What happens if people prove untrustworthy? If our leaders do? If we give them the benefit of the doubt and they fail us? More about that in the second part of this essay, on dissent.
2. Reconcile by listening. Many Americans seem increasingly incapable of listening. Perhaps it’s because we are more informed of news through “narrowcasting”—TV stations catering to our own interests and social media sites, like Facebook and Twitter, where we follow only those who agree with us and only people who share our opinions. Consequently, we tend to think we already know what to think. So why listen? Sometimes when you’re speaking to a person you feel that all they’re doing is waiting for you to stop talking, so that they can speak. This causes further division, as fewer and fewer people can even understand one another.
I’m guilty of this myself.
To reconcile, try listening. I mean really listening. If you want a surefire tip on how to do so, try what we used to call in spiritual counseling, “reflective listening.” See if you can summarize or “reflect back” what a person has just said. It will force you to listen. For example, “It sounds like you’re worried about what immigration will do to this country, is that right?” Or “It sounds like you feel the poor are being neglected by the government. Am I getting you?”
You’ll be surprised how much this not only helps the other person feel heard but increases your capacity to listen, and to understand.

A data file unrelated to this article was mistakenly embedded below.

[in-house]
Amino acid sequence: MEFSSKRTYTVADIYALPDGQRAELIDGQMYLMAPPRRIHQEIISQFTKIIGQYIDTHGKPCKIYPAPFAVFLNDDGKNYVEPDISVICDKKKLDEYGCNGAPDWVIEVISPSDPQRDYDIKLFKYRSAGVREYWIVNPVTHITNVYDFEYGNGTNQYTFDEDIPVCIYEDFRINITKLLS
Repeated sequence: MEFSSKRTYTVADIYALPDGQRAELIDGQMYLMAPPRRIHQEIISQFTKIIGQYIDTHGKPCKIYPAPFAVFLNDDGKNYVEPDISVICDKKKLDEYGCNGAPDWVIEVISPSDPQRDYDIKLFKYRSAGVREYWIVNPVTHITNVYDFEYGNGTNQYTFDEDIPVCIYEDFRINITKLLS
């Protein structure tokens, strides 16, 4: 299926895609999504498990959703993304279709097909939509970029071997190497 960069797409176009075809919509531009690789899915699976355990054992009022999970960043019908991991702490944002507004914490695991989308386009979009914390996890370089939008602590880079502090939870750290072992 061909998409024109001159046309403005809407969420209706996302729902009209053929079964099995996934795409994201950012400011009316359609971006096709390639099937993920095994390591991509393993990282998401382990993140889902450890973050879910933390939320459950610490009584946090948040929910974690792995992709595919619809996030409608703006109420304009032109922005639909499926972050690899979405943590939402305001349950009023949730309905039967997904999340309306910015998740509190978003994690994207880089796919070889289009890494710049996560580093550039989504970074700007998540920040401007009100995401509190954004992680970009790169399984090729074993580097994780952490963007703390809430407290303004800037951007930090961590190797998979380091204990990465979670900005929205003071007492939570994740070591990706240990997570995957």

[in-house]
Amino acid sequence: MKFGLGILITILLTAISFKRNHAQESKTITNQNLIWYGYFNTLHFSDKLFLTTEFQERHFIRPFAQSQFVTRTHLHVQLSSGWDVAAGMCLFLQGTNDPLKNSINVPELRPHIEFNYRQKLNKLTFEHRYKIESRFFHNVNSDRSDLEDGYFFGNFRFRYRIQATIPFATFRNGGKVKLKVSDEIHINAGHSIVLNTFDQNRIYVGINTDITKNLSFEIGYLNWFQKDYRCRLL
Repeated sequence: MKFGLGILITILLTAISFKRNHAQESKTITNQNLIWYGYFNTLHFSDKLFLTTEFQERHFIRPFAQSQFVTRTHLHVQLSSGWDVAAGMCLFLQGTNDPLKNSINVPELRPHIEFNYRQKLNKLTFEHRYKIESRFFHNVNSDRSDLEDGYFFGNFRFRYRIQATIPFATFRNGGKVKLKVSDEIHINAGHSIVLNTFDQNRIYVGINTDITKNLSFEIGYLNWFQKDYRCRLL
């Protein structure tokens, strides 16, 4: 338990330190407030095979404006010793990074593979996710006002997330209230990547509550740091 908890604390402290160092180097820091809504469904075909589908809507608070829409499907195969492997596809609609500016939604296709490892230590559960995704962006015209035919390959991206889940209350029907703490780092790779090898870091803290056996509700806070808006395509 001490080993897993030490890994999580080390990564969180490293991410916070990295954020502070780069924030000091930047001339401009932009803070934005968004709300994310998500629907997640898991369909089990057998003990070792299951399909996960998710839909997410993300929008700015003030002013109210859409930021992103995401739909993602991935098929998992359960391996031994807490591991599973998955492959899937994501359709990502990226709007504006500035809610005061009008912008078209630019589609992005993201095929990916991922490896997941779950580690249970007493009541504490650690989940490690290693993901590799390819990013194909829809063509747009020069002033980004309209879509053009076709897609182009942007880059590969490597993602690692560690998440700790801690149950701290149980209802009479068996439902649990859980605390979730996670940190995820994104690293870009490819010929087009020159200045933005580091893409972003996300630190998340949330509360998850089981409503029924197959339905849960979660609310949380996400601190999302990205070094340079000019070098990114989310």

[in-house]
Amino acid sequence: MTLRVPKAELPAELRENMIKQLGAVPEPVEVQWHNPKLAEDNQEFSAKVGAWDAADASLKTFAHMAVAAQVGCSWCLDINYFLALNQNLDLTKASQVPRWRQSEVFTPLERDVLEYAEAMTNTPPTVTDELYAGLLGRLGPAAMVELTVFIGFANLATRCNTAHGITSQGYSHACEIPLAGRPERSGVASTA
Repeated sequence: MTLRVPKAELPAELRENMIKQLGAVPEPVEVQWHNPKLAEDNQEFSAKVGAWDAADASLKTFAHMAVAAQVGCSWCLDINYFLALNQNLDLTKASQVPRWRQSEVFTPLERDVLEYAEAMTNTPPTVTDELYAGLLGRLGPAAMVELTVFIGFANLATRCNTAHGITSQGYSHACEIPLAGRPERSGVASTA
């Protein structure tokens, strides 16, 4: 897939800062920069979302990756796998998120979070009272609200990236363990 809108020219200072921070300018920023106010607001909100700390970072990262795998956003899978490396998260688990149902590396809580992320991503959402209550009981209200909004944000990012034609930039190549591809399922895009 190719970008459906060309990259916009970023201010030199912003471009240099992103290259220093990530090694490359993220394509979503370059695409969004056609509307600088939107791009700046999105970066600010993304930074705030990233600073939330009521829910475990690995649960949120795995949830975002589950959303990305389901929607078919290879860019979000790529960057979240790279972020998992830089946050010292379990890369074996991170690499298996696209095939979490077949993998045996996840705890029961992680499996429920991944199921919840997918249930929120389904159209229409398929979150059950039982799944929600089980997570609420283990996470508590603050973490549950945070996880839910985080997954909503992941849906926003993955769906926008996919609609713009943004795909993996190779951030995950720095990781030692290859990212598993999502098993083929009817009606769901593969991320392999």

3. Reconcile by avoiding name calling, ad hominem arguments and hate speech. This campaign season was filled with name calling at every level. Ad hominem arguments—that is, “against the person,” rather than about a particular topic—were rampant. “Nasty woman” was the least of these comments. Yet a little known, and less observed, saying of Jesus puts this kind of speech in focus.
“If you call your brother raca [idiot],” says Jesus in the Gospel of Matthew, “you will be liable to the Sanhedrin, and whoever says ‘fool’ will be liable to the fires of Gehenna” (5:22).
New Testament scholars say that when the Gospels preserve Aramaic words, like raca, we can be almost 100 percent sure they came directly from the lips of Jesus and were not added in the later editing of the Gospels. The words themselves made such an impression on the original hearers that they remembered the precise Aramaic phrase and passed it along in oral retellings.
In other words, the preservation of this Aramaic word for “idiot” means that it is one of the most historically authentic of Jesus’s sayings. Yet it may also be the most overlooked. Quite literally, Jesus says that if you call someone a bad name, you’ll be liable to either the Jewish council or, worse, the “fires of Gehenna.” Gehenna, the site outside Jerusalem’s city walls, where garbage burned incessantly, was the image Jesus often used for hell.
So if you call someone a name, or engage in hate speech, you’re not only coarsening our discourse, you’re not only being uncharitable, you’re also going to hell. Says Jesus. Remember this if you’re a Trump supporter and you’re tempted to call a Clinton supporter a “baby killer.” Remember this if you’re a Clinton supporter and tempted to call someone a Trump supporter a “fascist.” Name calling does nothing to advance reconciliation, whether in person or in social media. It simply perpetuates, and usually intensifies, hate.